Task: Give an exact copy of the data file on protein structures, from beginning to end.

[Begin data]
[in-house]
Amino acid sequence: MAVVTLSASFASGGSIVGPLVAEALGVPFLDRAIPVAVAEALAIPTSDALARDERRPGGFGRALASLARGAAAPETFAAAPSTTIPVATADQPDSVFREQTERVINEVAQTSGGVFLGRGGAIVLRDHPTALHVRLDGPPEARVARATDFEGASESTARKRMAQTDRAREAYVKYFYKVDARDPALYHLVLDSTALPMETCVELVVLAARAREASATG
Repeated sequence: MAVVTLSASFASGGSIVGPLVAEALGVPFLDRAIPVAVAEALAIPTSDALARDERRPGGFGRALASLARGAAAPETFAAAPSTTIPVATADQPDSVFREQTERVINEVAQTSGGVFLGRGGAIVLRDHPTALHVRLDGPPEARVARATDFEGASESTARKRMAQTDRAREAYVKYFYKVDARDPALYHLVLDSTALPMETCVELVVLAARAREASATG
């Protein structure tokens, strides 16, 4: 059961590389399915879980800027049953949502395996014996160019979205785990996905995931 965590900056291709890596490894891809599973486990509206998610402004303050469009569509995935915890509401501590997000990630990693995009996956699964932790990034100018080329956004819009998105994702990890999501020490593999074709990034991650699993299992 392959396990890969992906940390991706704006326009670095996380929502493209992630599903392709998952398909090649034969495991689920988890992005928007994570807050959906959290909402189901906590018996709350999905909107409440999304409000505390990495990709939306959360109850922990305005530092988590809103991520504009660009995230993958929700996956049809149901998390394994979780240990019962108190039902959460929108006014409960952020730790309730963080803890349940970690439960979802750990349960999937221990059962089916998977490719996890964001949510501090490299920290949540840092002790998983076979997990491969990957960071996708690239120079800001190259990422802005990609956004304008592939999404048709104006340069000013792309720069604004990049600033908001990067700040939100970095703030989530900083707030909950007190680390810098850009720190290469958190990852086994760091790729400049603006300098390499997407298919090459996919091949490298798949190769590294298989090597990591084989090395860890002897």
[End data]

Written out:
[in-house]
Amino acid sequence: MAVVTLSASFASGGSIVGPLVAEALGVPFLDRAIPVAVAEALAIPTSDALARDERRPGGFGRALASLARGAAAPETFAAAPSTTIPVATADQPDSVFREQTERVINEVAQTSGGVFLGRGGAIVLRDHPTALHVRLDGPPEARVARATDFEGASESTARKRMAQTDRAREAYVKYFYKVDARDPALYHLVLDSTALPMETCVELVVLAARAREASATG
Repeated sequence: MAVVTLSASFASGGSIVGPLVAEALGVPFLDRAIPVAVAEALAIPTSDALARDERRPGGFGRALASLARGAAAPETFAAAPSTTIPVATADQPDSVFREQTERVINEVAQTSGGVFLGRGGAIVLRDHPTALHVRLDGPPEARVARATDFEGASESTARKRMAQTDRAREAYVKYFYKVDARDPALYHLVLDSTALPMETCVELVVLAARAREASATG
């Protein structure tokens, strides 16, 4: 059961590389399915879980800027049953949502395996014996160019979205785990996905995931 965590900056291709890596490894891809599973486990509206998610402004303050469009569509995935915890509401501590997000990630990693995009996956699964932790990034100018080329956004819009998105994702990890999501020490593999074709990034991650699993299992 392959396990890969992906940390991706704006326009670095996380929502493209992630599903392709998952398909090649034969495991689920988890992005928007994570807050959906959290909402189901906590018996709350999905909107409440999304409000505390990495990709939306959360109850922990305005530092988590809103991520504009660009995230993958929700996956049809149901998390394994979780240990019962108190039902959460929108006014409960952020730790309730963080803890349940970690439960979802750990349960999937221990059962089916998977490719996890964001949510501090490299920290949540840092002790998983076979997990491969990957960071996708690239120079800001190259990422802005990609956004304008592939999404048709104006340069000013792309720069604004990049600033908001990067700040939100970095703030989530900083707030909950007190680390810098850009720190290469958190990852086994760091790729400049603006300098390499997407298919090459996919091949490298798949190769590294298989090597990591084989090395860890002897």